The deliverable, in this project the street-protest handout ANNN___handout_20020813T1650Z.txt, later took on a second life, in a different project, becoming material published (no doubt with a few small changes) on my Web site as 'Open Letter to American Secretary of Defense Donald Rumsfeld'. In that second life, the client was simply me, and the project was one that long antedated the Second Gulf War, namely the creation, from 1996 onward, of a business Web site. (It is on a few occasions logical to call oneself a client: sometimes we serve the interests of others, whether for free or for pay, and sometimes we just work for ourselves, not really in a system-maintenance capacity, doing for ourselves a job very similar to what we might some day do for another.) The ultimate Web deliverable, a file that happens to be named DSNN____rumsfeld.html, is consequently a leaf on a tree rooted at


Of all the various tasks performed at the workstation, it is client service that most notably calls for revisions in action plans, in literary-composition outlines, and in literary drafts, with old versions typically kept on hand as a precaution. It can be gathered from the terminal session relating to ANNN___handout_20020813T1650Z.txt that I tend to use ZZNN____ directories for this purpose in my administrative and workbench client-service areas. I will illustrate this point further with a fresh client-service example. My fresh example has to do with journalistic writing for a client (having, as can be seen, three projects or "matters" so far) in Truro, Nova Scotia:

  $cd *clien*
  $cd t
  $ls -1F
  $cd *truro*
  $ls -1F
  $cd *world*
  $ls -1F
  $cd *nch
  $ls -1F
  $cd *bak
  $ls *outli*

In my own version-control efforts, I have not found it necessary to implement the industrial-strength GNU/Linux Revision Control System and Source Code Control System. Still, I do keep handy on my shelves one of the standard reference works for these tools, Don Bolinger's and Tan Bronson's Applying RCS and SCCS (O'Reilly, 1995).

Sometimes we can have not one matter for a client, as with my initial example, or three, as with the client just presented, but twenty or more. I'll now cite an instance from my ~/NNNN____clients, while altering the display first by making heavy ((SNIP))-style edits, and second by forging all timestamps by at least a few days, so as to preserve confidentiality:

$ls -F
a/  c/  e/  g/  i/  k/  m/  o/  q/  s/  u/   virz/  w/  y/
b/  d/  f/  h/  j/  l/  n/  p/  r/  t/  va/  visa/  x/  z/
$cd ((SNIP))
$cd ((SNIP)) 
$ls -1F

Sometimes, as here, client work can become intricate, with a mix of financially compensated projects and projects that, being in a sense preparatory, cannot be compensated. For this particular client, financially compensated work, specifically the editing of certain English-language texts, predominates. In some cases, for instance with the matter here represented as having been launched by the client at 20030222T175356Z, there is one piece to be edited. In other cases, as with the matter here represented as having been launched by the client at 20031016T150l43Z, there is more than one. My essential point in this example is that we sometimes need in the directory of a client not just subdirectories for that client's various matters but also a directory that is "matter-neutral". In the matter-neutral area here represented as bearing the timestamp 20020121T225722Z, I keep client instructions that are liable to govern more than one matter: for instance, the client's in-house rulebooks, promulgated by the client's various officers as long-term standing instructions.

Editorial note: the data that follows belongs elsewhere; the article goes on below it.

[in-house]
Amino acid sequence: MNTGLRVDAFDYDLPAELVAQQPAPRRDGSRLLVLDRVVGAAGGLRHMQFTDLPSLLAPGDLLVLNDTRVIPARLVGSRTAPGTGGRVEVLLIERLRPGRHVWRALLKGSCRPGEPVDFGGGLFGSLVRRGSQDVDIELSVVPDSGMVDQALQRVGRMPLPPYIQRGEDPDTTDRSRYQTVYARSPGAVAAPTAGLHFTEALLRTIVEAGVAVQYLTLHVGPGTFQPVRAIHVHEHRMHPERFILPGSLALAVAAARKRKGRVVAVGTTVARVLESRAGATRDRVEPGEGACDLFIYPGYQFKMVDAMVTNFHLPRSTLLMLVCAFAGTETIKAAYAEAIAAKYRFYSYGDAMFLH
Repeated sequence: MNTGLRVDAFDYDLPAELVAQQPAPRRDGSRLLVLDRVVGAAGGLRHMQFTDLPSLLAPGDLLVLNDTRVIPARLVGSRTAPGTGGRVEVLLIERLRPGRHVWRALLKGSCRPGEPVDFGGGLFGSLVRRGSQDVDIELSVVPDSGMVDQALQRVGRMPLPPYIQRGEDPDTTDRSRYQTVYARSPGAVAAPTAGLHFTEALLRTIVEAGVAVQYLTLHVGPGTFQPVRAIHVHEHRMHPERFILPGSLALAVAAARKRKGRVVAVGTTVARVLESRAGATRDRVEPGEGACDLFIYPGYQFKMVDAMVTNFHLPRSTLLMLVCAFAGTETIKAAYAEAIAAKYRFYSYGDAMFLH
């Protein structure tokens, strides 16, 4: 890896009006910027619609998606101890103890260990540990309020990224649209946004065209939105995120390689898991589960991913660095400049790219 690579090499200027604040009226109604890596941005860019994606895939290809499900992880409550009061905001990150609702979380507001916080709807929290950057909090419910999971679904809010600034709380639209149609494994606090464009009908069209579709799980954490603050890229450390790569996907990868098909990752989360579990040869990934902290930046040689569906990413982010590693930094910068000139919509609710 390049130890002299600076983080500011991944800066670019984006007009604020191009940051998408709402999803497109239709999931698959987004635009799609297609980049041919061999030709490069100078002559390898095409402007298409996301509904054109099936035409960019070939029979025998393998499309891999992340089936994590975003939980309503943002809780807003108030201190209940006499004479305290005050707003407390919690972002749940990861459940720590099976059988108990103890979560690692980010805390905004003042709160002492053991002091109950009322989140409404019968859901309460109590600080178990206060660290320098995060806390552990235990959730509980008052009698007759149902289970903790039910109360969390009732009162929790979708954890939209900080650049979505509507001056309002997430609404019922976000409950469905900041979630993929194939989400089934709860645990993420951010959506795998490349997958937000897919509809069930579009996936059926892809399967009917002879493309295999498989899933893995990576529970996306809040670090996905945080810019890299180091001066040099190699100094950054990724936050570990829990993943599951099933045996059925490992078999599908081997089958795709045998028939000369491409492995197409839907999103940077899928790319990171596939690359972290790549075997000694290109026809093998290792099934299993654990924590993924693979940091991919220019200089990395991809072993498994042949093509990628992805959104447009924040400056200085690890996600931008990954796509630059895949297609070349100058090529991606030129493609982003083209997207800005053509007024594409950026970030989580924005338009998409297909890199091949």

9. Further Reading

The topic of personal-office organization is discussed in two magical books by Vladimir Stibic: Personal Documentation for Professionals: Means and Methods (North-Holland Publishing Company, 1980) and Tools of the Mind : Techniques and Methods for Intellectual Work (North-Holland Publishing Company, 1982). Stibic, being an electronics engineer with Philips in the Netherlands, foresaw the advent of today's adequately powerful workstations even while addressing himself to a 1980s readership deploying such weak personal hardware as the Apple II and the Osborne 1.

The deeper implications of intellectual activity are discussed by Antonin Gilbert Sertillanges (1863-1948) in an equally magical French-language theological work, available from large North American academic libraries at least in its English translation: The Intellectual Life: Its Spirit, Conditions, Methods (Newman Press, 1948).

10. Acknowledgements

I'd like to thank the following individuals (listed here in alphabetical order) for conversations: Marlene Cummins (Library of Department of Astronomy and Astrophysics, University of Toronto), Darlene Davidovic (Price Waterhouse, Toronto), Emeritus Prof. Robert Garrison (Department of Astronomy and Astrophysics, University of Toronto), and Drew Sullivan (Greater Toronto Area Linux User Group).